Common Mistakes in Contact Center Reporting: What Errors to Avoid?

What mistakes should be avoided in the call center reporting, what should not be ignored, and where to loosen control.

Common Mistakes in Contact Center Reporting: What Errors to Avoid?

Consider 9 mistakes that should not be made in contact center reporting. Below is our translation of this article.

1. Don’t let lost incoming call statistics fool you.

When calculating statistics of lost calls on an incoming line, you should make sure that the threshold for the duration of calls is sufficient to exclude permissible lost calls – erroneously made calls and incorrectly dialed numbers. The incoming call duration threshold should be five seconds, so if your call center’s setting is higher than this value, your lost call rate may be too low. Conversely, if you are measuring lost calls through IVR, they may be too high. If you are not properly tracking IVR records and the customer hangs up because they used the self-service process to resolve their request, then this should be considered a success, not an abandoned call. Note : it will be easier and easier to read if you define the terms of the article, and then control their use. Google itself does not do this, and the result is a multiplication of entities.

2. Stop Obsessing About Average Call Handling Time (AHT)

Measuring average call handling time can be important for a call center – it helps determine how many agents are needed per shift. But your employees should not be too focused on completing calls on time and meeting personal KPIs, because then they may not have time to resolve customer issues at the set time. As a result, customers will be forced to call back, and this is not at all what we are trying to achieve. Instead, prioritize First Call Resolution, this will allow your agents to focus on resolving the issue at the first call stage and will likely make your customers happier.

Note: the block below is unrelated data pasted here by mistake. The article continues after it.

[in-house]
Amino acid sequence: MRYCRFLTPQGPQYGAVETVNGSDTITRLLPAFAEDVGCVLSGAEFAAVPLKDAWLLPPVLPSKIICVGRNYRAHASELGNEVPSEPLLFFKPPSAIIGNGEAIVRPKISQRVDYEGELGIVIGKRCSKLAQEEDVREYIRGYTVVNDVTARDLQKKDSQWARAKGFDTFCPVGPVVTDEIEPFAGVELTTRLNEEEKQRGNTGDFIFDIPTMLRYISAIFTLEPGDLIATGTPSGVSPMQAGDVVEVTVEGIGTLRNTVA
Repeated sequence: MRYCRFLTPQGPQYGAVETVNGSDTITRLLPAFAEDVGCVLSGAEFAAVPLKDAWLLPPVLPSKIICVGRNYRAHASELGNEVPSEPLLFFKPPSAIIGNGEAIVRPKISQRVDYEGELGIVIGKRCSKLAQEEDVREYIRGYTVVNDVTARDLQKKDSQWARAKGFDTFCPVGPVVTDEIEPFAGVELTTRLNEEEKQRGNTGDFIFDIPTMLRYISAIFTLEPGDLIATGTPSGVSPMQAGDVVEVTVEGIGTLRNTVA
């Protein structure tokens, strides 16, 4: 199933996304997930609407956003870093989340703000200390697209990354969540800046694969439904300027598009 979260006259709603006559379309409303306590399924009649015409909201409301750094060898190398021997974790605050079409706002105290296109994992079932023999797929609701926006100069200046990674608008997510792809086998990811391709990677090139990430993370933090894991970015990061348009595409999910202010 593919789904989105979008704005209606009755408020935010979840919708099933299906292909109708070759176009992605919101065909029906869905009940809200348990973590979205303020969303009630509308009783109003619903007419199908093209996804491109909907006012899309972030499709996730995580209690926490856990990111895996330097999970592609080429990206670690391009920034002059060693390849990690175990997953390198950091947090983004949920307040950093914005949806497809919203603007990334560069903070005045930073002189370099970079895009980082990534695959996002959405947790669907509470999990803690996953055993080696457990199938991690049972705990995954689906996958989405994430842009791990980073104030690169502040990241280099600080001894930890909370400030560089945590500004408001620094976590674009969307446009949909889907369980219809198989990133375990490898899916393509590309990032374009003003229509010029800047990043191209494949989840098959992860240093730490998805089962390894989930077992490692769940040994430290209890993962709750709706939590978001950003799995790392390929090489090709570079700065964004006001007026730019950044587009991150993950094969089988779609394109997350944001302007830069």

3. Loosen control over unattainable agent occupancy rates

If your agents strive to meet KPIs on a daily basis and handle an uninterrupted flow of calls, they are likely to be prone to burnout, leading to subsequent layoffs. Instead, it’s better not only to keep an eye on occupancy levels, but also to give operators enough time to collect their thoughts. Taking breaks from work and setting aside time for training will help avoid burnout and add variety to routine work.

4. Don’t ignore customers from the website

Now 60% of customers start their acquaintance with your company on the Internet, so it is important to take into account the leads from the website or landing page. To do this, it is desirable to combine data about visiting your resources and calls. This service is called call-tracking. The purpose of this activity is to get more detailed information about the customer experience, which can be used to measure the number of calls due to the fact that the customer has dropped out of on-line communication. Then this information needs to be shared with the team of developers of the Internet resource to finalize it.